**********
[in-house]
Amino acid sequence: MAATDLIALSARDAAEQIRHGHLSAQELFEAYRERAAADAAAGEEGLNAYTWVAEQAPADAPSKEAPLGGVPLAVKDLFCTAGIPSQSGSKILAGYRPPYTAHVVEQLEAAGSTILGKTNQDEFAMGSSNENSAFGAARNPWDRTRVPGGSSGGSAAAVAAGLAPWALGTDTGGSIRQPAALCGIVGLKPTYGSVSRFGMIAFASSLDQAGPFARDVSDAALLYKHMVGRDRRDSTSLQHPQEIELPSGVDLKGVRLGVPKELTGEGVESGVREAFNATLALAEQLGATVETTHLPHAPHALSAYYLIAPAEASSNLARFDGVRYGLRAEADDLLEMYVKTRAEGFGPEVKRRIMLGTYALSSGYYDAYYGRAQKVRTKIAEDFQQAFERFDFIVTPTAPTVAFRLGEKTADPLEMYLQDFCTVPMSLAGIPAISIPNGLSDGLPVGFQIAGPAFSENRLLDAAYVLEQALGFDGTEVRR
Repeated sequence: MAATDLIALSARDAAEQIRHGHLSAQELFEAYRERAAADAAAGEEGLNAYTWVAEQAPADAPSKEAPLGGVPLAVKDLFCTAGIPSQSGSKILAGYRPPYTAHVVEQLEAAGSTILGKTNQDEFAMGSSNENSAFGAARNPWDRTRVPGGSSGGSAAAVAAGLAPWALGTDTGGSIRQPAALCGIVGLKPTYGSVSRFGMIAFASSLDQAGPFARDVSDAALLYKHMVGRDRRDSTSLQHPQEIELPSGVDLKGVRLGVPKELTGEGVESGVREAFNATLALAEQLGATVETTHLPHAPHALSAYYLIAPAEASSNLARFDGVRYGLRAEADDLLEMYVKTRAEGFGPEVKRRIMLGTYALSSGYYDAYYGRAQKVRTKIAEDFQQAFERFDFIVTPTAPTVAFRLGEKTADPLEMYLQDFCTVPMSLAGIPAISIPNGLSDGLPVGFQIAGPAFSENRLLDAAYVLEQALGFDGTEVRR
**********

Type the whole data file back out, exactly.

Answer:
[in-house]
Amino acid sequence: MAATDLIALSARDAAEQIRHGHLSAQELFEAYRERAAADAAAGEEGLNAYTWVAEQAPADAPSKEAPLGGVPLAVKDLFCTAGIPSQSGSKILAGYRPPYTAHVVEQLEAAGSTILGKTNQDEFAMGSSNENSAFGAARNPWDRTRVPGGSSGGSAAAVAAGLAPWALGTDTGGSIRQPAALCGIVGLKPTYGSVSRFGMIAFASSLDQAGPFARDVSDAALLYKHMVGRDRRDSTSLQHPQEIELPSGVDLKGVRLGVPKELTGEGVESGVREAFNATLALAEQLGATVETTHLPHAPHALSAYYLIAPAEASSNLARFDGVRYGLRAEADDLLEMYVKTRAEGFGPEVKRRIMLGTYALSSGYYDAYYGRAQKVRTKIAEDFQQAFERFDFIVTPTAPTVAFRLGEKTADPLEMYLQDFCTVPMSLAGIPAISIPNGLSDGLPVGFQIAGPAFSENRLLDAAYVLEQALGFDGTEVRR
Repeated sequence: MAATDLIALSARDAAEQIRHGHLSAQELFEAYRERAAADAAAGEEGLNAYTWVAEQAPADAPSKEAPLGGVPLAVKDLFCTAGIPSQSGSKILAGYRPPYTAHVVEQLEAAGSTILGKTNQDEFAMGSSNENSAFGAARNPWDRTRVPGGSSGGSAAAVAAGLAPWALGTDTGGSIRQPAALCGIVGLKPTYGSVSRFGMIAFASSLDQAGPFARDVSDAALLYKHMVGRDRRDSTSLQHPQEIELPSGVDLKGVRLGVPKELTGEGVESGVREAFNATLALAEQLGATVETTHLPHAPHALSAYYLIAPAEASSNLARFDGVRYGLRAEADDLLEMYVKTRAEGFGPEVKRRIMLGTYALSSGYYDAYYGRAQKVRTKIAEDFQQAFERFDFIVTPTAPTVAFRLGEKTADPLEMYLQDFCTVPMSLAGIPAISIPNGLSDGLPVGFQIAGPAFSENRLLDAAYVLEQALGFDGTEVRR